St. Agnes Speaker Series Highlights Dominican Study
The Dominican pillars of Prayer, Study, Community, and Preaching serve as not only St. Agnes’ mission statement, but core principles that guide an authentic striving for growth embedded within the culture and community of the school. Last Tuesday, all students were given the opportunity to choose between various speakers as part of the school’s Dominican Day of Study, a branch of the school’s Catholic Social Teaching.
Students were emailed given four different locations of speakers the day before, each of the speakers are successful women in various careers in the Houston area, but all share a common theme: incorporating dignity of life into professional life and goals, a valuable take-away that students of Dominican study strive for.
Catholic Social Teaching at St. Agnes calls upon the dignity of life – teaching that every human being processes inherent worth and value. This perspective calls each student to a life committed to Social Justice, and to become a witness to the intrinsic worth of every human being, taking actions to uphold and protect that worth. A lifetime journey of discipleship is about living out your faith in tangible ways.
Valencia Lewis, the Executive Director of Angela House, a non-profit organization in Houston, spoke upon the importance that lies in unwavering commitment to restoring the dignity and self-worth of these women as they transition from the criminal justice system back into society. By providing safe housing, comprehensive support services, education, and counseling, Angela House not only offers women a second chance but empowers them to rebuild their lives and become self-sufficient, contributing members of their communities. By advocating for the rights and well-being of formerly incarcerated women, Angela House emphasizes the belief of inherent worth and potential for transformation in every individual, regardless of past mistakes.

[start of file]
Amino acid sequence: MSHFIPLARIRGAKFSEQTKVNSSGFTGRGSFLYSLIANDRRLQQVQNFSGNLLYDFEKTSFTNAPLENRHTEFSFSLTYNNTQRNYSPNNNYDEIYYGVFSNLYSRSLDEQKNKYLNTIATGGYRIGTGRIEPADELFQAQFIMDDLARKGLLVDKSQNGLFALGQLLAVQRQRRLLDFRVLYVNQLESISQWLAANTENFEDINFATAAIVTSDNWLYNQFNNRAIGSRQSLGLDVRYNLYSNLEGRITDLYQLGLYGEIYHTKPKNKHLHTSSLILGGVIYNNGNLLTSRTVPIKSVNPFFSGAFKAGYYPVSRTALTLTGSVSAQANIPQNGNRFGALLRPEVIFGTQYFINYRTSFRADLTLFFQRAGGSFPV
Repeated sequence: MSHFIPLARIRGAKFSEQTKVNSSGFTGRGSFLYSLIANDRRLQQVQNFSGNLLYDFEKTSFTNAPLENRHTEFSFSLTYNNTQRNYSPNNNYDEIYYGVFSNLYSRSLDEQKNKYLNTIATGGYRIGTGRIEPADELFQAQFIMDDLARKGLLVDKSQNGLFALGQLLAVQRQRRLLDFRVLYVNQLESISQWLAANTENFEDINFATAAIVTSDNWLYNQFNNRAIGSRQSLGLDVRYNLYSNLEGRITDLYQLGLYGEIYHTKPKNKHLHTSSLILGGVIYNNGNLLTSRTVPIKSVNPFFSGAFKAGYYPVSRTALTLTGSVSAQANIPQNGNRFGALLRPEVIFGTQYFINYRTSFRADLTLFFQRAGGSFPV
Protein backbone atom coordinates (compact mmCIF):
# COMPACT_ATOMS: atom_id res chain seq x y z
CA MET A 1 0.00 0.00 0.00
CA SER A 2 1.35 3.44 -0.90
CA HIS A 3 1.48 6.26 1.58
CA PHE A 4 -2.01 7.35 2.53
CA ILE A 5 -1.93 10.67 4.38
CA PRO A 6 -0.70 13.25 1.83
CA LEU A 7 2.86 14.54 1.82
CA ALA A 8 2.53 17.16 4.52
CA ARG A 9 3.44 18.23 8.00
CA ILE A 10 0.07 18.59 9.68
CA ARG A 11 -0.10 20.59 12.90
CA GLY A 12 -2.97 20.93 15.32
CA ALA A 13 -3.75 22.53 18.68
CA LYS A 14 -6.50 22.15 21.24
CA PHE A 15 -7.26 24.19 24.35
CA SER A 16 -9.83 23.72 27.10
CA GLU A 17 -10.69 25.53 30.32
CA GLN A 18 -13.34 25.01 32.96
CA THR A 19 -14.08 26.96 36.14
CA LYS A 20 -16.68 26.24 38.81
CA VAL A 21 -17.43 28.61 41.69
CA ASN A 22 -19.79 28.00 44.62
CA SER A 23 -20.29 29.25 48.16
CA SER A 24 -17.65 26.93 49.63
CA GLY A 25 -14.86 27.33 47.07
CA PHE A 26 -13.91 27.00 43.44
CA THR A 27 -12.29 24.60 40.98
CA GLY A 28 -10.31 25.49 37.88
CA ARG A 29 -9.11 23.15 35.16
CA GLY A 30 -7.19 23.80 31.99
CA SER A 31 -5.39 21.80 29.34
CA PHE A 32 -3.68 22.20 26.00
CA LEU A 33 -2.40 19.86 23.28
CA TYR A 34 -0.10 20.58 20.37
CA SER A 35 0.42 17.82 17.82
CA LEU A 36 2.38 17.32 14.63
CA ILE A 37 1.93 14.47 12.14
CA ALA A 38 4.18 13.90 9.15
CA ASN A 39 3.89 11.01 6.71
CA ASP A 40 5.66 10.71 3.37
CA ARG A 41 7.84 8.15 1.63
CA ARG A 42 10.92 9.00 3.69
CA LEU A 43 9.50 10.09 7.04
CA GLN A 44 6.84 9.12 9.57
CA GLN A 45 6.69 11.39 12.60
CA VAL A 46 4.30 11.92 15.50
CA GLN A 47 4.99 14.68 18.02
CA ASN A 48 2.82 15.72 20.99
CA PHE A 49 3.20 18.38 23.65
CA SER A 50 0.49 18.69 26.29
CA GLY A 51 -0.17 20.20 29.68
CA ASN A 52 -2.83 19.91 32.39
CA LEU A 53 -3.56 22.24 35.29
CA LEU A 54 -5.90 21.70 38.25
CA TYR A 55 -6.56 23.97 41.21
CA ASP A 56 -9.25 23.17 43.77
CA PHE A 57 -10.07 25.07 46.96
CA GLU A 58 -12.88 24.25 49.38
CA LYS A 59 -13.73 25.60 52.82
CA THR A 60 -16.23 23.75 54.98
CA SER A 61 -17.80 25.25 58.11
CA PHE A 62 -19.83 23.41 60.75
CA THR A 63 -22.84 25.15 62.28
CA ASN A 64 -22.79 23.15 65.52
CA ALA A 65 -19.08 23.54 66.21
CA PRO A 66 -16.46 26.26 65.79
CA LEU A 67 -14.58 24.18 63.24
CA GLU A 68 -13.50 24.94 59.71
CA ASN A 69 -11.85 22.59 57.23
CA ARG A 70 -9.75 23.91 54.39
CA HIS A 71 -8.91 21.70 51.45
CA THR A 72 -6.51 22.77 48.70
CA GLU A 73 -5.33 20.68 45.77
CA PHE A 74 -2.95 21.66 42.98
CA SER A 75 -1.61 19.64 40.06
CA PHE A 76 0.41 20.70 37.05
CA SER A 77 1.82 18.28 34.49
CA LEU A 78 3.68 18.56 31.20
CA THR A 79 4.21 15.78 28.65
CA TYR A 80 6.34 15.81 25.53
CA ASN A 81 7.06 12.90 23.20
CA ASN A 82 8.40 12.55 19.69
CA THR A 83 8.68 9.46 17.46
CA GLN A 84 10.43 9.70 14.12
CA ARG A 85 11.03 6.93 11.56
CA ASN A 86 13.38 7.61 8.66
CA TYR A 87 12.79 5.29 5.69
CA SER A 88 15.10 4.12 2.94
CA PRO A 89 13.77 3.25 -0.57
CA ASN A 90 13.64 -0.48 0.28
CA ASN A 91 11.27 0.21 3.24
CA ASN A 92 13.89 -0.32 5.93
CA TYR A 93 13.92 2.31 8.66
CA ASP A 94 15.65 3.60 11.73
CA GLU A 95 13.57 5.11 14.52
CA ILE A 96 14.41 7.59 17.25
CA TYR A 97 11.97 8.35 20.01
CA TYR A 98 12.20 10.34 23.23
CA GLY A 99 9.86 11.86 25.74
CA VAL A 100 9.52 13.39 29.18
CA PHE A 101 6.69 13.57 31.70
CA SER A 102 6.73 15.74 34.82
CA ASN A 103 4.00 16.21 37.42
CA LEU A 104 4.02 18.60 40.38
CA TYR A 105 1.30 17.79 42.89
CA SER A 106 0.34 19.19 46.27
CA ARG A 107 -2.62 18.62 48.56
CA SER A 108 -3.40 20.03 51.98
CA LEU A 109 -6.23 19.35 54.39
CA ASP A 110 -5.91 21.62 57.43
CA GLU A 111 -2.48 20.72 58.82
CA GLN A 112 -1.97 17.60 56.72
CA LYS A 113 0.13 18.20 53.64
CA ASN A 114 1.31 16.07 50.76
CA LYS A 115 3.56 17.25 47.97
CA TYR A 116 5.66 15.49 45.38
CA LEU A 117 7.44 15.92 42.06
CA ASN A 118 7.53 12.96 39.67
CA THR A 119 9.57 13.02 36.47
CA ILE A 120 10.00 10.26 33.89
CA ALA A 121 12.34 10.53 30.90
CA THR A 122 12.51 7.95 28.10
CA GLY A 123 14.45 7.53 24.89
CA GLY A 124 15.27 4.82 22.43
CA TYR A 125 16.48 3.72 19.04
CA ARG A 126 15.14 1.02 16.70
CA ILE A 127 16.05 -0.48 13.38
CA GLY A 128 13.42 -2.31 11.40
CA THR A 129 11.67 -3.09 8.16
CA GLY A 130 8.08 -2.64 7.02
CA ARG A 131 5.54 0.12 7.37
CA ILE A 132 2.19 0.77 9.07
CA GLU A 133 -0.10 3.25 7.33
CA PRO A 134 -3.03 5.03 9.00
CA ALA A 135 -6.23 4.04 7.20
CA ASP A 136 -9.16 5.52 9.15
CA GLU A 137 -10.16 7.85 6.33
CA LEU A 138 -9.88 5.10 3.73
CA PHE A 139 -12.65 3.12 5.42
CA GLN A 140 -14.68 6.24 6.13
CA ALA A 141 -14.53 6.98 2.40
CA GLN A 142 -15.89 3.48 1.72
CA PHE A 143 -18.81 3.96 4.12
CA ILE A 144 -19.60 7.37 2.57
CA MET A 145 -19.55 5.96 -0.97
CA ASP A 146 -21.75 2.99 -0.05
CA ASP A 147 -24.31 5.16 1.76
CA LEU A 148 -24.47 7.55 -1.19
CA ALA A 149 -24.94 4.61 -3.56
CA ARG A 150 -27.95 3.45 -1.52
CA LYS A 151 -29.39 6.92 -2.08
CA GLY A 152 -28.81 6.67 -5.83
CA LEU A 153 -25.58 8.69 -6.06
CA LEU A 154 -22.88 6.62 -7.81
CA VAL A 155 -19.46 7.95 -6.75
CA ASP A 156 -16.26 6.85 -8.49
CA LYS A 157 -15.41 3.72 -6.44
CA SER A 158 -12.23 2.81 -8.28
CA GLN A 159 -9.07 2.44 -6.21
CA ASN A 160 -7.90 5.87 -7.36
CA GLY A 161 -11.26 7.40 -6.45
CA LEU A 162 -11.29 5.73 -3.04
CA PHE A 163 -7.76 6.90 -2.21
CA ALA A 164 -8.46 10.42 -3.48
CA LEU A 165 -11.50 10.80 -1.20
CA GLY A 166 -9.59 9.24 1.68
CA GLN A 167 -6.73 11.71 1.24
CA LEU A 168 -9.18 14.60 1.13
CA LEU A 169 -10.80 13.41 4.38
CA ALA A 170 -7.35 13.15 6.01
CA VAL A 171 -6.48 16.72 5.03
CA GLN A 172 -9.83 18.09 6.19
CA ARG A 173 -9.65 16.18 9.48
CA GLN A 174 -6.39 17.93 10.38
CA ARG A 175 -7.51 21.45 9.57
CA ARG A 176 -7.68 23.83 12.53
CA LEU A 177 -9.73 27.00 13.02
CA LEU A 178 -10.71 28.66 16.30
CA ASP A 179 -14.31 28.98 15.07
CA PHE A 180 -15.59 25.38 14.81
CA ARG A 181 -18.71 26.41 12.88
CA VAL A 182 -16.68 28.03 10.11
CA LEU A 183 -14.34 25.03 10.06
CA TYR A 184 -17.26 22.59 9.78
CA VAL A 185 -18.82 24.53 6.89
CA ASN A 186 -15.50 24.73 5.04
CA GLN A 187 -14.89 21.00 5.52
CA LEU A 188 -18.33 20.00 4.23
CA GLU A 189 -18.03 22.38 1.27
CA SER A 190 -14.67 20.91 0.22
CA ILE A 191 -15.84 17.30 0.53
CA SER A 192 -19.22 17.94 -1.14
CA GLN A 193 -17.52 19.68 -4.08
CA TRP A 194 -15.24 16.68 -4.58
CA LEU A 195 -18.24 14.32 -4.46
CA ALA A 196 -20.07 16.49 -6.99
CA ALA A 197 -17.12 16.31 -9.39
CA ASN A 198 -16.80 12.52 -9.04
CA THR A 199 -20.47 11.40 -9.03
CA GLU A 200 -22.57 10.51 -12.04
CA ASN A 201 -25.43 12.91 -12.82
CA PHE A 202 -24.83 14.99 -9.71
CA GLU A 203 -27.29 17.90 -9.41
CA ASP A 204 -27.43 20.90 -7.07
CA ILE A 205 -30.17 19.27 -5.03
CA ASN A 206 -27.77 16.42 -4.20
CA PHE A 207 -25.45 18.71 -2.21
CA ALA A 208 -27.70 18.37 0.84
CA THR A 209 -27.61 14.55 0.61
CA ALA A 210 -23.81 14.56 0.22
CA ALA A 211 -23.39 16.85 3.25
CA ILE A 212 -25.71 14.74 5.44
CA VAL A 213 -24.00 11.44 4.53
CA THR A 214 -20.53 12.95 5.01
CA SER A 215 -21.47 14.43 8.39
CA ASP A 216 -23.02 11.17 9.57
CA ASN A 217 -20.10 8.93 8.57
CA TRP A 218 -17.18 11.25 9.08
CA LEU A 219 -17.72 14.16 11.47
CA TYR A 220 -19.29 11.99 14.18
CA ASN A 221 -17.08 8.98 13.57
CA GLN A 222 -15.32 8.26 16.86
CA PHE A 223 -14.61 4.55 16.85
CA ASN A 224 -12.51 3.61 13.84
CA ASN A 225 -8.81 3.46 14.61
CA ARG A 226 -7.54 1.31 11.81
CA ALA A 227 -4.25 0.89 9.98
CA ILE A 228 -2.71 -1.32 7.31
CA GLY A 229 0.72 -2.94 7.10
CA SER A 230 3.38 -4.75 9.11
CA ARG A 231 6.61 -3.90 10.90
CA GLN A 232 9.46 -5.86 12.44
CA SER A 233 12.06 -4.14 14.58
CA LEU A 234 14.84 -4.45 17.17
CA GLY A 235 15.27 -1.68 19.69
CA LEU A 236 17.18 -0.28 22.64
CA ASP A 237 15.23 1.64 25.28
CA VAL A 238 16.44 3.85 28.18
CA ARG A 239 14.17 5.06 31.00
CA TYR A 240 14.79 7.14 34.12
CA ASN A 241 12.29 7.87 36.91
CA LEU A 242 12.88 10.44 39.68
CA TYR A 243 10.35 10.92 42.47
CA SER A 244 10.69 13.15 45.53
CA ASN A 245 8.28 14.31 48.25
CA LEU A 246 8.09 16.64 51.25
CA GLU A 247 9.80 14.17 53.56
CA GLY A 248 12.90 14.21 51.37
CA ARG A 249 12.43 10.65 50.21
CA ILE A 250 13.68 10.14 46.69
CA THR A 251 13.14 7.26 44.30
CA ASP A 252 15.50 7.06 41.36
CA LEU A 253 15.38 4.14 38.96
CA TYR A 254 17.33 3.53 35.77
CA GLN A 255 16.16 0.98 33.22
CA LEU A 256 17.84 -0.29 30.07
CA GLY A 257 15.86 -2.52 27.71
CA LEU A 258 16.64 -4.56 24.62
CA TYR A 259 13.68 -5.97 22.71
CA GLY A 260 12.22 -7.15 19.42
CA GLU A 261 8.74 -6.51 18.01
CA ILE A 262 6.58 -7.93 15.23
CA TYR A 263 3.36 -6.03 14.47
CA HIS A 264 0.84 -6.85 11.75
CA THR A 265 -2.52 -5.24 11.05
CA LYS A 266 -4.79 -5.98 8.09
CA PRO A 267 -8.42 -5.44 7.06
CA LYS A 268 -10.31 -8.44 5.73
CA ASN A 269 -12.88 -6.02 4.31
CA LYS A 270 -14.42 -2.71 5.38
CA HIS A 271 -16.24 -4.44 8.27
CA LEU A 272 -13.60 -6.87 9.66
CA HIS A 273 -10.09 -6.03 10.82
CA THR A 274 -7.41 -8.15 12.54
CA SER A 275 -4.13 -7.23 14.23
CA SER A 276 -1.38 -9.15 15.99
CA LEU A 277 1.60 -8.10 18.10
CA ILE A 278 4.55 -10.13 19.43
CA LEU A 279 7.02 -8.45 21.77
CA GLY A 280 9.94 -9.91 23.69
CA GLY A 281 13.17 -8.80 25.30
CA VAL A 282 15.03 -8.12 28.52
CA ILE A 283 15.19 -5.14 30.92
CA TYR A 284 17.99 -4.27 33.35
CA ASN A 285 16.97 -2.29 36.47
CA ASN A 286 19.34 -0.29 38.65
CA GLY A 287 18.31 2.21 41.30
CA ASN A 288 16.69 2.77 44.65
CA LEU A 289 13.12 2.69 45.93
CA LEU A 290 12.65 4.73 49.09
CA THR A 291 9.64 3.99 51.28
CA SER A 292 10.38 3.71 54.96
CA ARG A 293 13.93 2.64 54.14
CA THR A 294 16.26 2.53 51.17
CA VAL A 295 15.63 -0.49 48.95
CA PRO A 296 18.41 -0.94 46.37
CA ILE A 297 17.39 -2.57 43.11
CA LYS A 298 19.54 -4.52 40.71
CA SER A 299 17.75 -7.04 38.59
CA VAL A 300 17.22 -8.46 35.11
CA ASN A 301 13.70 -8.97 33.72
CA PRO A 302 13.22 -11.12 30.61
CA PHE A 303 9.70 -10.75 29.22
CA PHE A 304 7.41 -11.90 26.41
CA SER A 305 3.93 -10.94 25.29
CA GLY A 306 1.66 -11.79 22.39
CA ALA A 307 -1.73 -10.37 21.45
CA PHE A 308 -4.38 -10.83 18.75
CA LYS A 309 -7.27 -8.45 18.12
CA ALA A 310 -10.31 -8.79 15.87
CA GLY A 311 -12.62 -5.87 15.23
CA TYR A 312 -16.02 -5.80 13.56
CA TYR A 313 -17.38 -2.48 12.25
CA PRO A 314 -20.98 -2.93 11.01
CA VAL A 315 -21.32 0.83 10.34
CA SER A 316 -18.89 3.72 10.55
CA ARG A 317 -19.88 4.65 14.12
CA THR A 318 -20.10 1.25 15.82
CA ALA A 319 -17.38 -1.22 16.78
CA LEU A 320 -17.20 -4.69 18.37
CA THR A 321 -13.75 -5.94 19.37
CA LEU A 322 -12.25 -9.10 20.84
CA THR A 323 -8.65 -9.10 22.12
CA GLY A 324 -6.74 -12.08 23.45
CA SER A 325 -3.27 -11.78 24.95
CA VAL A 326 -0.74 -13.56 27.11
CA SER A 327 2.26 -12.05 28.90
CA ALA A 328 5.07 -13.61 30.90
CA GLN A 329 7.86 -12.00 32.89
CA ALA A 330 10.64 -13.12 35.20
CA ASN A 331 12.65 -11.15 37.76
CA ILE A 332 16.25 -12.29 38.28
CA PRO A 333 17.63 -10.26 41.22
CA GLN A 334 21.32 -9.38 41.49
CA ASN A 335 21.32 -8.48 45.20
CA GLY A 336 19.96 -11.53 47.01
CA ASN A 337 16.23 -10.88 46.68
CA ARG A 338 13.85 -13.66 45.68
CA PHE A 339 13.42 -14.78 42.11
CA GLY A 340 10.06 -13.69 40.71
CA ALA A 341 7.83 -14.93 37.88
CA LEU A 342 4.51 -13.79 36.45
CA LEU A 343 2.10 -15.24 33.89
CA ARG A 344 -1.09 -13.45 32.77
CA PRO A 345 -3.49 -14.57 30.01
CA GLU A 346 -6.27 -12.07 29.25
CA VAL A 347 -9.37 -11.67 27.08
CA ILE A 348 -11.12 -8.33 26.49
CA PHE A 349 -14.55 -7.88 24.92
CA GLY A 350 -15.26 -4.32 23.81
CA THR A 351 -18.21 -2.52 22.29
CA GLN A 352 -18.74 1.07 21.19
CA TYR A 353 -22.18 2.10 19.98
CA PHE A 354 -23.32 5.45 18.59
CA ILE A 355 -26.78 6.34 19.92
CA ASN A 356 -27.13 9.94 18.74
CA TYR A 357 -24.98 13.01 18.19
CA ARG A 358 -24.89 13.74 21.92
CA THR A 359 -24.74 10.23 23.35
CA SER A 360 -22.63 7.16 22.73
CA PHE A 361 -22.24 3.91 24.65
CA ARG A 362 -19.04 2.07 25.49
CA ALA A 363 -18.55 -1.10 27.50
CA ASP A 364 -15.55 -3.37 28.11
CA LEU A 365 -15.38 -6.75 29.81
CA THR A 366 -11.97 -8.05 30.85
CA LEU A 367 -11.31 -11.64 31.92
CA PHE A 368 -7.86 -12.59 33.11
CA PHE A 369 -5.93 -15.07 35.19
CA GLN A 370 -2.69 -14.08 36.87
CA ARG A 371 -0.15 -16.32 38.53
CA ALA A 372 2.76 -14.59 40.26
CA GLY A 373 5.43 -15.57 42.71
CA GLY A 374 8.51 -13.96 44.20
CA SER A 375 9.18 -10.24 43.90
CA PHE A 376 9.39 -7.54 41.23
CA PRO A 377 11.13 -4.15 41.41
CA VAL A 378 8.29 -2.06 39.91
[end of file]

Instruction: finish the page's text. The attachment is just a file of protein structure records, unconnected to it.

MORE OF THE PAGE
Cristina Ocampo ’14, a St. Agnes alum, spoke upon her fellowship at Neighborhood Defender Service. Her experience in the work of holistic public defense is centered upon Catholic Social teaching’s protection of the poor and vulnerable. CST highlights the importance of ensuring that all individuals have access to legal services and representation, particularly those who are vulnerable, marginalized, or unable to afford legal assistance.
Claire Puccini ’14, another St. Agnes alum, has gone on to a very successful career as a Structural Dynamics Engineer at NASA. Although her career is rooted in the principles of science and technology, Ms. Puccini emphasized the importance of solidarity. As a woman working in a predominantly male workspace, she sought community in her various internships and jobs throughout the years and gave students valuable insight. Solidarity calls for empathy, compassion, and mutual respect, and she explained how in a collaborative workspace as an engineer her lessons on the value of each person as a part of the whole.
Allison Marek, a psychotherapist who specializes in working with people with eating disorders, depression, anxiety, and trauma, brought back the call of support and compassion as a disciple from the vast world of ethics within professionalism back to the core of human experience- emotions. Kate Palmer, a junior, explained how she “really appreciated how the speaker discussed how so-called “bad emotions,” such as envy and anger, were actually normal and healthy.
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